So what if I, one of the least fitness-oriented humans around, went to the gym with professional athletes and attempted to work out with them? Wouldn’t it be cool just to see what a top rider’s workout looks like, and then also marvel at the wonderful spectrum of physical ability between an Olympic athlete and a potato?
Thanks to some very game and accommodating U.S. athletes, I found myself heading to Wellington, Florida, to workout with Beezie Madden, Laura Kraut and Kasey Perry-Glass, with a stop in Aiken, South Carolina, to hit the gym with Boyd Martin.
First up on the docket was Laura Kraut. You know Laura. She won a team gold medal at the 2008 Olympic Games in Hong Kong? Was on our gold medal-winning FEI World Equestrian Games team in Tryon, North Carolina? She’s represented the United States on many Nations Cup teams, and she’s won too many grand prix classes to count. I met Laura at her Athletes Advantage gym to tag along in her small group training session, and joining that small group was her regular workout buddy and partner, who also happens to be individual Olympic gold medalist from the 2016 Rio Olympic Games, Nick Skelton.
So yeah, the low adult jumper/beginner novice eventer was in good company.
I tried to feel out how much I’d gotten myself into while we warmed up, asking Laura how often she goes to the gym and what she usually does. The warm-up should have been a pretty good indicator that I was in for it because Laura said she generally starts with 10 minutes on a treadmill, or some other kind of machine, just “loosening up.” On my laziest days 10 minutes on a treadmill is an entire workout.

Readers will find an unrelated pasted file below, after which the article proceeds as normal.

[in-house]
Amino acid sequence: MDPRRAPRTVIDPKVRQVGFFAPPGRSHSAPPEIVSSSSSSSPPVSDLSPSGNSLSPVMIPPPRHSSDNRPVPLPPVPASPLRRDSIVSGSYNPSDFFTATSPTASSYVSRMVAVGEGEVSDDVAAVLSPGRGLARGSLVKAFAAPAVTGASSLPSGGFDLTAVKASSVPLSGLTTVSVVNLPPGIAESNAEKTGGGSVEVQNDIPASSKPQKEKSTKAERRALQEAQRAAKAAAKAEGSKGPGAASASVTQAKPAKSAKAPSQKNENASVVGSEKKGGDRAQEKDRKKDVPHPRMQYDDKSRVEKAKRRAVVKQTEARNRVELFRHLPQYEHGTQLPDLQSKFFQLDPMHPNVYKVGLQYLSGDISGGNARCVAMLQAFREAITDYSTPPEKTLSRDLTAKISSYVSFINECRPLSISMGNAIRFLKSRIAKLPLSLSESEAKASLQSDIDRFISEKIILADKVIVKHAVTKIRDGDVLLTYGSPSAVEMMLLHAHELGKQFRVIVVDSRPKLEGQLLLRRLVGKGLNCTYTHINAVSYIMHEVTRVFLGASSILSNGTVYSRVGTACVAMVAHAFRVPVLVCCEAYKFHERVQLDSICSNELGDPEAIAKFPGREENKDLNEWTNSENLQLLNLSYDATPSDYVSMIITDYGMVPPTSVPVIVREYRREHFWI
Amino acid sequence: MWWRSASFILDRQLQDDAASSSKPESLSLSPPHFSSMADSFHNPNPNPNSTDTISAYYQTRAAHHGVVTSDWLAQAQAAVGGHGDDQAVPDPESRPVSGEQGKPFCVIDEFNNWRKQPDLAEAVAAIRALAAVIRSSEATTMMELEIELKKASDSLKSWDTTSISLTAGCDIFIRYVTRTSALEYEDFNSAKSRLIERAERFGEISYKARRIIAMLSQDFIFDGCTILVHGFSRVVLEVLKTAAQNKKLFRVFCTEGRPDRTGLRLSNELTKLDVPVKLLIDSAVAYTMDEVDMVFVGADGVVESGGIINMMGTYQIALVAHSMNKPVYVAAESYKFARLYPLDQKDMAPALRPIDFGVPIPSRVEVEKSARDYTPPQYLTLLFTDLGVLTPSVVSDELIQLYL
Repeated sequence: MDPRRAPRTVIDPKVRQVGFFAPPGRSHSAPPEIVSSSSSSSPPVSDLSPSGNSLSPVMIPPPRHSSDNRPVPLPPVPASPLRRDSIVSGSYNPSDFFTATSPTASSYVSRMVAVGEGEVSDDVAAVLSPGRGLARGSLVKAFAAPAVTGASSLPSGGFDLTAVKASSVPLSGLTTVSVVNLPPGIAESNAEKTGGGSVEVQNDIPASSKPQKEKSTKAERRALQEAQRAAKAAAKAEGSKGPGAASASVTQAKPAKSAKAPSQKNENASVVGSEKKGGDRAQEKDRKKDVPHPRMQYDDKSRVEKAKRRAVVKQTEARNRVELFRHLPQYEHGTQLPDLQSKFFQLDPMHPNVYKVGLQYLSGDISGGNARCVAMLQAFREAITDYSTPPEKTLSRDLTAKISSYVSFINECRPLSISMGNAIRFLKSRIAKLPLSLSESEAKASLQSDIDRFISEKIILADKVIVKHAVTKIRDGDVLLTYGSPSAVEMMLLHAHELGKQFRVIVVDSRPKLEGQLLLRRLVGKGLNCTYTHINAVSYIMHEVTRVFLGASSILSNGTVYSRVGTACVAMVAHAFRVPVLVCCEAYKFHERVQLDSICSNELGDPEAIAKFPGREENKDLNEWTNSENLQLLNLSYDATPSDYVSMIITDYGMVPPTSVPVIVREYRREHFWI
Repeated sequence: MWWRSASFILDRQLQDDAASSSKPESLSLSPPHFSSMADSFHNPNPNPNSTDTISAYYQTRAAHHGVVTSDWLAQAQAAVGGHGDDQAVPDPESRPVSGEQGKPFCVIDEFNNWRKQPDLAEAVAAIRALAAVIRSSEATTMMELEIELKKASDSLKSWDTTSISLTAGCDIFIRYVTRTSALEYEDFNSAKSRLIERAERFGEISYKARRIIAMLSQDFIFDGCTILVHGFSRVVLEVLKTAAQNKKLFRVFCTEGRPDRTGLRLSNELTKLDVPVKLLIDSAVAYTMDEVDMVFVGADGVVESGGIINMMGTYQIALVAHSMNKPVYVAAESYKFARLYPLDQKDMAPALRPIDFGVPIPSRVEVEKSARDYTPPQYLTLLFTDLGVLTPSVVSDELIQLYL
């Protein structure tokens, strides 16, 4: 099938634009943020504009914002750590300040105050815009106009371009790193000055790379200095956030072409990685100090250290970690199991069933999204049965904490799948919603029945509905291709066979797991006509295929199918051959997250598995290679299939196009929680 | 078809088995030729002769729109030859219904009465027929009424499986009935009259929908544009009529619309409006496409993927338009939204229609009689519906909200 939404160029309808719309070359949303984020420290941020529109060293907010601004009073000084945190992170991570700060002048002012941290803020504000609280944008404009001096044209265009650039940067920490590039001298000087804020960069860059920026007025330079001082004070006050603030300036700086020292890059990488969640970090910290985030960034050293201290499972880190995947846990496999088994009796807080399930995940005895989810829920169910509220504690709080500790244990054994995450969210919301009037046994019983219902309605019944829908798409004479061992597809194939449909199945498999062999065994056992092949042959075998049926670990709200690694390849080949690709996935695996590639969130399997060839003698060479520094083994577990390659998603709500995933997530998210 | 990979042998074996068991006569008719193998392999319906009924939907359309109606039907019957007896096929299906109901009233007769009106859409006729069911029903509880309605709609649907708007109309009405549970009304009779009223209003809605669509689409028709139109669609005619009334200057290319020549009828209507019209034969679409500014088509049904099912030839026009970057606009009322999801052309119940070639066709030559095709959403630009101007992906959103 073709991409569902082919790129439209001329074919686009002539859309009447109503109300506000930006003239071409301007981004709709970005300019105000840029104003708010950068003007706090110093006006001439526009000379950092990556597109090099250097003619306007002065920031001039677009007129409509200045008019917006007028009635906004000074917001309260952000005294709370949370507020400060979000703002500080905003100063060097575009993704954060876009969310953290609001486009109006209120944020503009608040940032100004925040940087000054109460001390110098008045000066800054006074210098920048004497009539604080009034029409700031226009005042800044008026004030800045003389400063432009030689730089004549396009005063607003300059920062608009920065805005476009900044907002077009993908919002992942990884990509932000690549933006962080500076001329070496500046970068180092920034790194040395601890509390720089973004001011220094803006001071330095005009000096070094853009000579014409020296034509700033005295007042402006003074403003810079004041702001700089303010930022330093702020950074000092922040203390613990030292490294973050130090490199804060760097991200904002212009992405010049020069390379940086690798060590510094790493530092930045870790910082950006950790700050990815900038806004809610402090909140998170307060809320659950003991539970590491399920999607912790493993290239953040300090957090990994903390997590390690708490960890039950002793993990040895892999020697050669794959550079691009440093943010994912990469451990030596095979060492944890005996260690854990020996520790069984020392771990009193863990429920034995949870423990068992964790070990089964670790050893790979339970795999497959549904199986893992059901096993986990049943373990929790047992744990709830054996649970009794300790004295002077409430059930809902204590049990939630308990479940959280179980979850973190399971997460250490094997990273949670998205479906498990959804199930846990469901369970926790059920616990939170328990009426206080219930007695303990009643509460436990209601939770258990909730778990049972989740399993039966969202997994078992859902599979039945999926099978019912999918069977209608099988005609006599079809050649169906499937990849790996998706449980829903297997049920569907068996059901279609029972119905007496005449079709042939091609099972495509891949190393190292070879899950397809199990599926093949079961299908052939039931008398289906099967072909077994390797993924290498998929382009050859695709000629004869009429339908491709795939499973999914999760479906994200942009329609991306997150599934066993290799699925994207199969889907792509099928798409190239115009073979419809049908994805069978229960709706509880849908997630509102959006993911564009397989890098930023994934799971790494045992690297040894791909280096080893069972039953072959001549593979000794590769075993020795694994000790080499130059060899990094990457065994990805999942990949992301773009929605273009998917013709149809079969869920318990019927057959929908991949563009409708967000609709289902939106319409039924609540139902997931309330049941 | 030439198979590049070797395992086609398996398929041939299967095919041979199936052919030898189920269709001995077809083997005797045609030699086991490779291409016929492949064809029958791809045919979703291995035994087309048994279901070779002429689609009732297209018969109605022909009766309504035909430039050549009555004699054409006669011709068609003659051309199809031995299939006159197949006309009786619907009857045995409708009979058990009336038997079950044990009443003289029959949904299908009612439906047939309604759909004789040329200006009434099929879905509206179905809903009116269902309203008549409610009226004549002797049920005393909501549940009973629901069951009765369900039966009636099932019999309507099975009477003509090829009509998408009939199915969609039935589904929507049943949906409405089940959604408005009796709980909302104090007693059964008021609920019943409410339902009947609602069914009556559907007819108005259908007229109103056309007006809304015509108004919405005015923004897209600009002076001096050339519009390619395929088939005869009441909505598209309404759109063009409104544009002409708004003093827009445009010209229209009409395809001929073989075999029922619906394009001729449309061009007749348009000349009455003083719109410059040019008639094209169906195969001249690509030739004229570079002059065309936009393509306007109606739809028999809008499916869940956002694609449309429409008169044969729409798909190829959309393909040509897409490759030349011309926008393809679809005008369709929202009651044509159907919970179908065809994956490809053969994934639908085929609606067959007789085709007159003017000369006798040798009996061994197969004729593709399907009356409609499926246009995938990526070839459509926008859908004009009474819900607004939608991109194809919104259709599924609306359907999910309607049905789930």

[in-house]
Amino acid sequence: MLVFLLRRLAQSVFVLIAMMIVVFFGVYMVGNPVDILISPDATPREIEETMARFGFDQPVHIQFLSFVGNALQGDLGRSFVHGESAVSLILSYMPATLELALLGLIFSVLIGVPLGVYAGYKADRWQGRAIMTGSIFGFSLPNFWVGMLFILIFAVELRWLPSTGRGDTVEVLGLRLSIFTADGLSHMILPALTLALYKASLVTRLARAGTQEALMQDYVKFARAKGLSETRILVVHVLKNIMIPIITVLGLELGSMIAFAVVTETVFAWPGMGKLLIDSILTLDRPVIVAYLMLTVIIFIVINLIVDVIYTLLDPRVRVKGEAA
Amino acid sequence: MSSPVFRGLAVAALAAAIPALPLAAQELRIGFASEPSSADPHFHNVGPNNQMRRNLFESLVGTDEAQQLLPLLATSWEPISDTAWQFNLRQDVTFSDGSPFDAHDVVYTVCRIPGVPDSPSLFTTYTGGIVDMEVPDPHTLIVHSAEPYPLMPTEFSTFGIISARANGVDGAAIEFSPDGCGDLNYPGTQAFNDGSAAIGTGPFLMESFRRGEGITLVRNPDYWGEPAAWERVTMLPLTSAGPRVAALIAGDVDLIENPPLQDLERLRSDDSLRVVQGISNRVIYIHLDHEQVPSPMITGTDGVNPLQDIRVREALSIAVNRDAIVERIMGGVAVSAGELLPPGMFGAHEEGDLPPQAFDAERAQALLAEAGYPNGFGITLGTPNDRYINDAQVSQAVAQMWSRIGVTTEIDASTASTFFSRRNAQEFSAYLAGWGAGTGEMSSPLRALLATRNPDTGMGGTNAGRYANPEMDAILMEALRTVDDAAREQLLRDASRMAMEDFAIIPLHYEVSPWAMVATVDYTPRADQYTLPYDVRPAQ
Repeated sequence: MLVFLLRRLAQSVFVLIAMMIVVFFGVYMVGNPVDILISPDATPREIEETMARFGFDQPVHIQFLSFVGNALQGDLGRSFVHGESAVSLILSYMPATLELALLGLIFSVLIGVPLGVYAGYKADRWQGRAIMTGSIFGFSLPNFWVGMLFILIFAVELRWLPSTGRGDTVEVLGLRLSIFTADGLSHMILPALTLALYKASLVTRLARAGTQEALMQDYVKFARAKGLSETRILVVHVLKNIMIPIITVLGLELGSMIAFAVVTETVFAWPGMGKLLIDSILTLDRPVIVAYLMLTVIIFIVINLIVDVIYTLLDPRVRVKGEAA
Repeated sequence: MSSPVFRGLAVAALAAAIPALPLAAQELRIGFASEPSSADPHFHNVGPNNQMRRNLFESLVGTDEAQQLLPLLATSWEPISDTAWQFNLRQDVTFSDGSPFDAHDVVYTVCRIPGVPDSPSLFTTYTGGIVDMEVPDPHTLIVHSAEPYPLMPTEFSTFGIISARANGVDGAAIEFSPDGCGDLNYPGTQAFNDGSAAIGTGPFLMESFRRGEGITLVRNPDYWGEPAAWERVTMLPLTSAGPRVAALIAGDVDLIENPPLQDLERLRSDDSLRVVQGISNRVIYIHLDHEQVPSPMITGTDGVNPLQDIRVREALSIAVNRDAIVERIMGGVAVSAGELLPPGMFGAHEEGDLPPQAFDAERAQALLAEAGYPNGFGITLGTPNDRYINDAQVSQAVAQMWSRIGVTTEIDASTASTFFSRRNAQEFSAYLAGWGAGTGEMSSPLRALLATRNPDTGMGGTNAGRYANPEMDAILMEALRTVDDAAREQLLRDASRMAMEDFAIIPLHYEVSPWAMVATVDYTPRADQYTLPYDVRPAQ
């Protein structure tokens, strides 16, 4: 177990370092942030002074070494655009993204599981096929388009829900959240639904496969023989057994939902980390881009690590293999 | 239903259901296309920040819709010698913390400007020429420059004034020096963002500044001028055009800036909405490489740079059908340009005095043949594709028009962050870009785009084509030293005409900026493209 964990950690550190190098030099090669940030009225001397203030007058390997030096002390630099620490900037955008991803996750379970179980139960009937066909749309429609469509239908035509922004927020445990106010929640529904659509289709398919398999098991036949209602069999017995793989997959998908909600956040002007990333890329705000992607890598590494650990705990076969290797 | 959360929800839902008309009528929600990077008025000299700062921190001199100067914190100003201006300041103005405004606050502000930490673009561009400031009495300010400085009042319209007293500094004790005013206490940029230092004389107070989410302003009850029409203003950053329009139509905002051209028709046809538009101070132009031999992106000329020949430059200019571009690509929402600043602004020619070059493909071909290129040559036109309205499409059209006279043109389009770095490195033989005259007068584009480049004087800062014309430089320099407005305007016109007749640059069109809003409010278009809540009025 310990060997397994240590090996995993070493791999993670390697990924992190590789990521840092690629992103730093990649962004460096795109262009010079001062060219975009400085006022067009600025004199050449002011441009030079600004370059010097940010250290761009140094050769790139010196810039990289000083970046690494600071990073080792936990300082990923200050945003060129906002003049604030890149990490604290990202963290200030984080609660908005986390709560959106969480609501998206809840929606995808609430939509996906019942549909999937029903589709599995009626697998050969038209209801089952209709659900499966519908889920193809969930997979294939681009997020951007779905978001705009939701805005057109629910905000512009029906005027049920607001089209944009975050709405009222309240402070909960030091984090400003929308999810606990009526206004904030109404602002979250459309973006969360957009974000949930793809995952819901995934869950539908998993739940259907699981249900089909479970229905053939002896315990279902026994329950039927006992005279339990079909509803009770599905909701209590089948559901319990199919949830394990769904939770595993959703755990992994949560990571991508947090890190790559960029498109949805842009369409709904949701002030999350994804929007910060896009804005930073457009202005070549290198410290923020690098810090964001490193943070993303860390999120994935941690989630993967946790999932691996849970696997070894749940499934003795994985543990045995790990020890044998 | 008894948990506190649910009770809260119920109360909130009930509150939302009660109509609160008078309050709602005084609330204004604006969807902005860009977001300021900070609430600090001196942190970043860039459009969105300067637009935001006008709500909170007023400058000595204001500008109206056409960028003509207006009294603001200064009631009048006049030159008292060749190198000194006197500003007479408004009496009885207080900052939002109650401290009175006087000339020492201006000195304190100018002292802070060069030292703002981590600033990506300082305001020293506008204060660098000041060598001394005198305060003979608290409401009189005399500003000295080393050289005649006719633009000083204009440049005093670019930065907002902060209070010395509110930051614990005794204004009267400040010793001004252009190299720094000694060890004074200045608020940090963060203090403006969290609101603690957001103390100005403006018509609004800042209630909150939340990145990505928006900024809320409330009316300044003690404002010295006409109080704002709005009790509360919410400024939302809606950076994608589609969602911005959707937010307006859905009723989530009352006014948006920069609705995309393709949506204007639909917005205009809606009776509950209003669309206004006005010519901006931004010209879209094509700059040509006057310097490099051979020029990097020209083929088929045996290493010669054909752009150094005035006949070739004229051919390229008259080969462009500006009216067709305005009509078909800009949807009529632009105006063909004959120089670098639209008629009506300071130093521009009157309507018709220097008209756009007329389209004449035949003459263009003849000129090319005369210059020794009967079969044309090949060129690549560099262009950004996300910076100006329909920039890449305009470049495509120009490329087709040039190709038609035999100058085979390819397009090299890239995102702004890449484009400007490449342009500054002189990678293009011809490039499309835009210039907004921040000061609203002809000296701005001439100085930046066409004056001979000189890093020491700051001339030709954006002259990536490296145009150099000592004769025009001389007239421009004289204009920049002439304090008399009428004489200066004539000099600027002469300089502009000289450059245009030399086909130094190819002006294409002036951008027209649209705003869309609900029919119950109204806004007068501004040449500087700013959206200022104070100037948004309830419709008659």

Upon hearing about my usual fitness routine Laura laughed and correctly predicted, “You may not be able to get off the toilet tomorrow.”
We then moved on to some stretches and down and back jogs before we set in on the workout in earnest. The workout was 10 different exercises broken into two groups of five. We all lined up and rotated through the five exercises five times, had a short break, and then did the other five.
Also joining us for the workout was Laura’s longtime friend and bookkeeper, Viviane Garner. When she heard the premise of this blog, she offered the best advice anyone gave me that day: “Don’t be a hero. Stop lunging that deep. That’s going to be killer tomorrow.”
If you’d like to try the workout yourself at home, here’s the list of the 10 exercises we did, listed in descending order of tortuousness.
1 & 2. Hammer swings, one set for each arm. You swing the weight down between your legs in a squat, and then you stand up and swing it up about level with your face. I got a lot of critique from trainer Ed Smith on my form for this one. Apparently equitation is a thing in the gym too, and slouching over to lift entirely with your roached back is frowned upon.